Bringing distinctive female voices to the international stage can only serve to invigorate contemporary dance, says Laura Cappelle.
Rocío Molina is breaking the flamenco mould. In her new work, Fallen from Heaven, the 33-year-old Spanish bailaora, one of the most innovative of her generation, explores her own sensuality while challenging the boundaries of traditional gender roles in her chosen art form. Equally at ease in a heavy ruffled skirt or in a matador’s jacket and tights, she is in turn swan, boxer and wounded creature. Her technical brilliance is heightened by a new sense of freedom as she reveals facets of herself, surrounded by four musicians.
It is flamenco made unequivocally contemporary and Molina is a creative force to be reckoned with in today’s dance world, where gender inequality has become a pressing issue. ‘Where are all the female choreographers?’ This question, asked by the Observer in 2013, still stands today. Contemporary dance has thrived in part thanks to female pioneers from Isadora Duncan to Pina Bausch but those early cracks didn’t shatter the glass ceiling, with few women among household names today.
‘If art is to reflect its audiences, female voices like hers enrich and broaden the scope of what dance can offer us’
Dance Umbrella and the Barbican are committed to finding, presenting and supporting new voices and bring Molina back to London three years after the triumph of Bosque Ardora. Her fierce individuality and inquisitive mind, allied with a virtuosic mastery of flamenco technique, are the gifts of a distinctive choreographer. Add to this the perspective and life experiences of a woman: Molina delves into feminine stereotypes and sexuality with gusto. If art is to reflect its audiences, female voices like hers enrich and broaden the scope of what dance can offer us.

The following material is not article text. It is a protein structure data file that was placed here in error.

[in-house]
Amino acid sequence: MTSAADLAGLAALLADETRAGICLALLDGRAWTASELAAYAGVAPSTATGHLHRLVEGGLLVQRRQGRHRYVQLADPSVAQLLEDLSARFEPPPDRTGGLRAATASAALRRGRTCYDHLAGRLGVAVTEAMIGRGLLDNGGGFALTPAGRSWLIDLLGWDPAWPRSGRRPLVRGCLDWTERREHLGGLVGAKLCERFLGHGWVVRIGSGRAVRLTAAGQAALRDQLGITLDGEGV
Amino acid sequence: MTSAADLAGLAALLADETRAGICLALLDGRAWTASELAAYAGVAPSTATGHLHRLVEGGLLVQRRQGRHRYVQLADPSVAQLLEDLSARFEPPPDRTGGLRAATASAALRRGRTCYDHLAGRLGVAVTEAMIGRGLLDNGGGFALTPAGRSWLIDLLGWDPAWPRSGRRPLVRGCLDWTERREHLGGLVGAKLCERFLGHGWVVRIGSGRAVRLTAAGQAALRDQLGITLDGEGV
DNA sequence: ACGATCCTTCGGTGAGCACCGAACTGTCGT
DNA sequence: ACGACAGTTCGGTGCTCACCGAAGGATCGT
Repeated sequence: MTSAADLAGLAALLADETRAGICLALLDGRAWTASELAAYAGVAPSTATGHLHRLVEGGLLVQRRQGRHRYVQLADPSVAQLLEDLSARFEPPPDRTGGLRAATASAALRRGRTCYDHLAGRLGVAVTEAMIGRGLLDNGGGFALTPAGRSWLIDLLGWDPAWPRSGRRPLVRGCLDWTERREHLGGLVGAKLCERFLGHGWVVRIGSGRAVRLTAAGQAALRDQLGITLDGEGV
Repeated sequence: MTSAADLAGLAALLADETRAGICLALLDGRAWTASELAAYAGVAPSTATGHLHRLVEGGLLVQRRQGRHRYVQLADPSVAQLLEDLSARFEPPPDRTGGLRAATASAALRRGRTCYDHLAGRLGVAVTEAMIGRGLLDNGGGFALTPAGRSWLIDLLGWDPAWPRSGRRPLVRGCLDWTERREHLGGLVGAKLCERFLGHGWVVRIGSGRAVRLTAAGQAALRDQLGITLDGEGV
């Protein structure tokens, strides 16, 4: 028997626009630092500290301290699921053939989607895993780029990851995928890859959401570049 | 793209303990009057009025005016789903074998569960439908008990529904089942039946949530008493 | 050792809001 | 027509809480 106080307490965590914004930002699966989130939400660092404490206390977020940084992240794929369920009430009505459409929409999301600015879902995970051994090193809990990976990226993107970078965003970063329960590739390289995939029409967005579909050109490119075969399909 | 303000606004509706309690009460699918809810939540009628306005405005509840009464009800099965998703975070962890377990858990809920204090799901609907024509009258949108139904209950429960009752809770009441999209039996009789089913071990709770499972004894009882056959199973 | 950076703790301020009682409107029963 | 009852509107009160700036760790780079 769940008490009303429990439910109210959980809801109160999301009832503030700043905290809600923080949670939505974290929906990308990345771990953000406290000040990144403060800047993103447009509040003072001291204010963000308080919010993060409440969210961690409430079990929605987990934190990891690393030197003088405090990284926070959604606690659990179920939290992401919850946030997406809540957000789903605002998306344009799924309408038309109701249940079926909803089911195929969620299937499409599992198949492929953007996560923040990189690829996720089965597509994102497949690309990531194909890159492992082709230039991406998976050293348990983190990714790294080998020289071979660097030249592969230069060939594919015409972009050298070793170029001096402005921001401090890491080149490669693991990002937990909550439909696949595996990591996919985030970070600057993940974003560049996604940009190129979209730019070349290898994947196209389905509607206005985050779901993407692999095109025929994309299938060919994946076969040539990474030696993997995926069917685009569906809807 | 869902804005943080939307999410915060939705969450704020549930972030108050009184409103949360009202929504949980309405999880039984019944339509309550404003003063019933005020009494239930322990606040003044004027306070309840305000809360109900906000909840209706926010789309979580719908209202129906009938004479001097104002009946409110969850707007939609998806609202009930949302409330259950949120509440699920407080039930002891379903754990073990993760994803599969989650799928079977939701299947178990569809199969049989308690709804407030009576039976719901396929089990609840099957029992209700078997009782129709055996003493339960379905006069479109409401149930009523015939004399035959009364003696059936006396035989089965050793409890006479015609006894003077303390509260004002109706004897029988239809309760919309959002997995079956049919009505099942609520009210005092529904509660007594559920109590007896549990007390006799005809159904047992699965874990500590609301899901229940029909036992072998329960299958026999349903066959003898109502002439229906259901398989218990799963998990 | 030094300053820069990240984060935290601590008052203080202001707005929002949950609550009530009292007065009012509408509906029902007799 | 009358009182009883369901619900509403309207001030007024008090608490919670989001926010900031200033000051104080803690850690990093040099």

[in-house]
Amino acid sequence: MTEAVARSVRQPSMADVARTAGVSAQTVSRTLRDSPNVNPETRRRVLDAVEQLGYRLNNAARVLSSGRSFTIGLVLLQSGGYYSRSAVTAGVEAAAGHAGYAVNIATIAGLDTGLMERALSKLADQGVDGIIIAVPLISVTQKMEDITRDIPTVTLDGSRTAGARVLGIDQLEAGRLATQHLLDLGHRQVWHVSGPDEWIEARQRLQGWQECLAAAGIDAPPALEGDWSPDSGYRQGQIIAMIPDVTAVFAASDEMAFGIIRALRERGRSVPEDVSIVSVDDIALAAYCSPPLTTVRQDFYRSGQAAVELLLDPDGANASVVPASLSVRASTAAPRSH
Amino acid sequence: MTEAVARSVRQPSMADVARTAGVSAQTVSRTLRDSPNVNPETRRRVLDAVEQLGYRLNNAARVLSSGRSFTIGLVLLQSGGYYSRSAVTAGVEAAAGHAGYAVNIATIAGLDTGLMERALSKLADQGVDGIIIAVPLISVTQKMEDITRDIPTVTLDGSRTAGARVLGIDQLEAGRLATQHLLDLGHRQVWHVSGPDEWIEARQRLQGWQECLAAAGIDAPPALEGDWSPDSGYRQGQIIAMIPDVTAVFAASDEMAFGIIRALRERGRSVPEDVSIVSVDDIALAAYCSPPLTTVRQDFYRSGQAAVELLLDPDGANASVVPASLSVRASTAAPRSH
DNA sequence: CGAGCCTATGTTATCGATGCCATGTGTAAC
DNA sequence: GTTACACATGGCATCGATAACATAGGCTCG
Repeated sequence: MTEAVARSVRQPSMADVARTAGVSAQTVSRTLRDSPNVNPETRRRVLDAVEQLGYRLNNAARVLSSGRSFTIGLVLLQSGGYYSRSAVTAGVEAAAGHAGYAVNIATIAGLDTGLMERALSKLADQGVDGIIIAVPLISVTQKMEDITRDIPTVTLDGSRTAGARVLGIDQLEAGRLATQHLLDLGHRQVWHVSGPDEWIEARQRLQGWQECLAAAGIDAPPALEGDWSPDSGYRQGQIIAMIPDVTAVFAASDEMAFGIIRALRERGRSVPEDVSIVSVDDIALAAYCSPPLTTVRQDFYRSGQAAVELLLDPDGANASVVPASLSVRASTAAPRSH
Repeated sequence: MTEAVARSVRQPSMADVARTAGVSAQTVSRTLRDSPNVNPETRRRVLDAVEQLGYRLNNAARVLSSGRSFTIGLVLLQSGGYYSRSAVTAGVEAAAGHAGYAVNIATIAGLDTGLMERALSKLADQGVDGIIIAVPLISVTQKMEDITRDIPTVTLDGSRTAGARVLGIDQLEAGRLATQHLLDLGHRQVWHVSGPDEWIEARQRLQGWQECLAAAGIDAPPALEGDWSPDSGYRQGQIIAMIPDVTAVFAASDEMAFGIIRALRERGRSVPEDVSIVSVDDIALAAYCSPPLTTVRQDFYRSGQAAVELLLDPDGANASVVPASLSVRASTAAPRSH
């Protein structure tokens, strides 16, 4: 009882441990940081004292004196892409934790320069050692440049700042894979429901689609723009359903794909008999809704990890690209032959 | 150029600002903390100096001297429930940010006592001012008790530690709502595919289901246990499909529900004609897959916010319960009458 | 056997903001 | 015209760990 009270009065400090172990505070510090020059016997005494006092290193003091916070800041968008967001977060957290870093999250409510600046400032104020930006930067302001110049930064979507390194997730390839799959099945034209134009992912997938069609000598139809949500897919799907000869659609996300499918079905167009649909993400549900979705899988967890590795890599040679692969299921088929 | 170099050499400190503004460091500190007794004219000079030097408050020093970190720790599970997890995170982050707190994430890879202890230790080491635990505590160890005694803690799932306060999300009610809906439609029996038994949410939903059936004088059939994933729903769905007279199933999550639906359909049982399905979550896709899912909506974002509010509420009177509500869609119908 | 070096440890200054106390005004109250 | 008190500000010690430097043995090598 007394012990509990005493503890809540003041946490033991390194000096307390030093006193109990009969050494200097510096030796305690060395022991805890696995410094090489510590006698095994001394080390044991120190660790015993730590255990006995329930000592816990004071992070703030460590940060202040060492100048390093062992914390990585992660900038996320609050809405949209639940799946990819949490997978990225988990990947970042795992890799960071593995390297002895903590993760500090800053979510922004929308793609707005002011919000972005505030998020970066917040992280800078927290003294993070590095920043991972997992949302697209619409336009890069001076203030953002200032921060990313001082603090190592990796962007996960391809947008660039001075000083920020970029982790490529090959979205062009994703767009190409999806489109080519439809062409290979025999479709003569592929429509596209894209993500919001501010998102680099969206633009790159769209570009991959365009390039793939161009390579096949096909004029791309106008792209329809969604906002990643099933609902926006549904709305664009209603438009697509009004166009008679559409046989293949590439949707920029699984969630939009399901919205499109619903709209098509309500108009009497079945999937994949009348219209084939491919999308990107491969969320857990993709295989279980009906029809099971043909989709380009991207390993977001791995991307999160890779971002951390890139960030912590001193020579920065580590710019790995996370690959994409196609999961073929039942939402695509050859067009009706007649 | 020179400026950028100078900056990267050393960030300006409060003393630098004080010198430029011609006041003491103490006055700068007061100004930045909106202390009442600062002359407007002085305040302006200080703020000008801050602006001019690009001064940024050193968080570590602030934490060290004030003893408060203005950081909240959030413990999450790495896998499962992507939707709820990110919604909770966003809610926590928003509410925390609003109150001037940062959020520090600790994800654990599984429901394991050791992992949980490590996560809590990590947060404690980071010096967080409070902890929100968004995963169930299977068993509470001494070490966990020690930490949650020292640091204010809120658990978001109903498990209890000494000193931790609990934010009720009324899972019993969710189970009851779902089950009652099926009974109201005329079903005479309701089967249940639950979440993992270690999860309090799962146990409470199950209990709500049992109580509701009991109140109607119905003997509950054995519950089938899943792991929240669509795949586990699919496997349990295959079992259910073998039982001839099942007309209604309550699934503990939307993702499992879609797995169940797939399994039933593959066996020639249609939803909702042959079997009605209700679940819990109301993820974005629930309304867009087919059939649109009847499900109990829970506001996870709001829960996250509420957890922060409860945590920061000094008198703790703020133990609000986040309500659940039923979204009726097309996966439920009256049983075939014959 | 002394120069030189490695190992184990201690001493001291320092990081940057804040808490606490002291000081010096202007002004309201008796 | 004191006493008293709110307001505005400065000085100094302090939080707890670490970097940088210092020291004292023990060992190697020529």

Progressing the careers of such artists requires additional work and determination. To forge their professional path, female choreographers need not just pure talent but ‘a relentless ability to keep knocking on doors,’ says Emma Gladstone, Artistic Director and Chief Executive of Dance Umbrella. ‘Men are often picked up and supported more quickly while women need to keep reminding people that they’re there.’
Dance Umbrella and the Barbican are focused on broadening the reach of programming and encouraging artists through mentorship. This effort extends to the international stage, where female dance-makers are pushing the envelope and making bold, personal work waiting to reach a wider audience. Molina, like India’s Aditi Mangaldas who was seen at the Barbican last year, offers a striking take on the traditions that have shaped her native art form, invigorating contemporary dance in the process.
Allowing choreographers of all backgrounds to unlock their potential, with world-class support behind the scenes, means the young choreographer you see today may just be a leading light of international dance tomorrow.
Fallen from Heaven (Caída del Cielo) is performed as part of Dance Umbrella on 12–14 October
Originally published in the June Theatre brochure.